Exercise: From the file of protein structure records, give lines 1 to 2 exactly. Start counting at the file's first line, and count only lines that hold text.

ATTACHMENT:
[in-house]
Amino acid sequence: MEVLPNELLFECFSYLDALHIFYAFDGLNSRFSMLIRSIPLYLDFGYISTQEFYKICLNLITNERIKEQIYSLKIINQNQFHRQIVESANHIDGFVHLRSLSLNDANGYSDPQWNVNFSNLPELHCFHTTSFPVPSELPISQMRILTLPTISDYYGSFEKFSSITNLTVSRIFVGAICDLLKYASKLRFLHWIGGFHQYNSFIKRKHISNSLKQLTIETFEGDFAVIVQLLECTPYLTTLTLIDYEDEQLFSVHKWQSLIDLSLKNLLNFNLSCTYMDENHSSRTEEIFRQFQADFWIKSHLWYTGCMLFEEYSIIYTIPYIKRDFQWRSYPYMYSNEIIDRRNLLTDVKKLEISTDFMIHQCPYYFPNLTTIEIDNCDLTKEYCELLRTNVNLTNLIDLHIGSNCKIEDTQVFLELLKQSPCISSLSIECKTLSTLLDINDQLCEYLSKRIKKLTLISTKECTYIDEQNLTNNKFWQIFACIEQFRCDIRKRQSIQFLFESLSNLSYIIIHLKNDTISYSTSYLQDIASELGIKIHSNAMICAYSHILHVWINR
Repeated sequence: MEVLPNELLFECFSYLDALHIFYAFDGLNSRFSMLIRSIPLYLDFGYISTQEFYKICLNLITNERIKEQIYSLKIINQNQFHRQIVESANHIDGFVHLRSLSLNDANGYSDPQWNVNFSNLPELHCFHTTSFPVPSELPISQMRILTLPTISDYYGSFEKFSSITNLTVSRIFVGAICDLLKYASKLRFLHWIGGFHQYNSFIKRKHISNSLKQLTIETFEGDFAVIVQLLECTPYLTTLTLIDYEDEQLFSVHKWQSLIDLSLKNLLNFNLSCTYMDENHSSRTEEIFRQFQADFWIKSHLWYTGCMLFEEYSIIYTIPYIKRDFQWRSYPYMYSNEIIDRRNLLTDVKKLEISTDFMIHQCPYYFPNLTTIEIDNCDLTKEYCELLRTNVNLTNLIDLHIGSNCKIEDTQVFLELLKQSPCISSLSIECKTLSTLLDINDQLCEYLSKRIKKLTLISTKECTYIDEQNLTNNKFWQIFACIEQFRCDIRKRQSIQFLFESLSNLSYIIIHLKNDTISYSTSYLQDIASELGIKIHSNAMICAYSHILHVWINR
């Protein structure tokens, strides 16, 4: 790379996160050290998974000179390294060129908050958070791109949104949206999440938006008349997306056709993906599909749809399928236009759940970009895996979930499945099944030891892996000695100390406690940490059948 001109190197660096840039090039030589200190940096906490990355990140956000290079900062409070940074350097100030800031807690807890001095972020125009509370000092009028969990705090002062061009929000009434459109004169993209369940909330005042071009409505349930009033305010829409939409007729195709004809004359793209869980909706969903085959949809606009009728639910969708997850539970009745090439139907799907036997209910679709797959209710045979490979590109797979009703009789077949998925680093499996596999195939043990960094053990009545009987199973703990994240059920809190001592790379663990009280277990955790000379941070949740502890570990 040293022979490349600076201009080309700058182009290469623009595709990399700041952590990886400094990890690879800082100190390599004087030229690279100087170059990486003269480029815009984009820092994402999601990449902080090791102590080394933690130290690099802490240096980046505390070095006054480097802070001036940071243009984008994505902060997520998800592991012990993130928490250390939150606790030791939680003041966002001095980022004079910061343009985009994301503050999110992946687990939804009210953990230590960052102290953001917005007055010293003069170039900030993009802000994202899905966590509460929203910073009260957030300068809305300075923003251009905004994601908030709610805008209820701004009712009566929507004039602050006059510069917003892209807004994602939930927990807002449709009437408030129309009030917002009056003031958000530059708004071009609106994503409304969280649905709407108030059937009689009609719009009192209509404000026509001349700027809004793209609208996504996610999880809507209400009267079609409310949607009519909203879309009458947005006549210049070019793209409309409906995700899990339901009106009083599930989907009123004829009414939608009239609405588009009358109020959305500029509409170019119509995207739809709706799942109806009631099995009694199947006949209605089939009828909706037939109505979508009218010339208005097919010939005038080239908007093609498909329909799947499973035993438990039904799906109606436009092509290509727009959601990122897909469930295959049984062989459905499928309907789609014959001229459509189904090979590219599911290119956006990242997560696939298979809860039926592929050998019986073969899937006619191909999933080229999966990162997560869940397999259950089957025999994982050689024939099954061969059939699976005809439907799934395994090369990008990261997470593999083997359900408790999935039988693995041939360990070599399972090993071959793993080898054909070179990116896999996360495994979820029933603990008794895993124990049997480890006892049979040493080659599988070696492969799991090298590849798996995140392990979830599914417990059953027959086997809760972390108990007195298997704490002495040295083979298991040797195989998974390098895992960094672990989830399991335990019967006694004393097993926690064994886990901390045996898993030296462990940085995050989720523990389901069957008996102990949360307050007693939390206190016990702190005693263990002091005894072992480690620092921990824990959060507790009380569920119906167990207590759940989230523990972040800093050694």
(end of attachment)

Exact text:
[in-house]
Amino acid sequence: MEVLPNELLFECFSYLDALHIFYAFDGLNSRFSMLIRSIPLYLDFGYISTQEFYKICLNLITNERIKEQIYSLKIINQNQFHRQIVESANHIDGFVHLRSLSLNDANGYSDPQWNVNFSNLPELHCFHTTSFPVPSELPISQMRILTLPTISDYYGSFEKFSSITNLTVSRIFVGAICDLLKYASKLRFLHWIGGFHQYNSFIKRKHISNSLKQLTIETFEGDFAVIVQLLECTPYLTTLTLIDYEDEQLFSVHKWQSLIDLSLKNLLNFNLSCTYMDENHSSRTEEIFRQFQADFWIKSHLWYTGCMLFEEYSIIYTIPYIKRDFQWRSYPYMYSNEIIDRRNLLTDVKKLEISTDFMIHQCPYYFPNLTTIEIDNCDLTKEYCELLRTNVNLTNLIDLHIGSNCKIEDTQVFLELLKQSPCISSLSIECKTLSTLLDINDQLCEYLSKRIKKLTLISTKECTYIDEQNLTNNKFWQIFACIEQFRCDIRKRQSIQFLFESLSNLSYIIIHLKNDTISYSTSYLQDIASELGIKIHSNAMICAYSHILHVWINR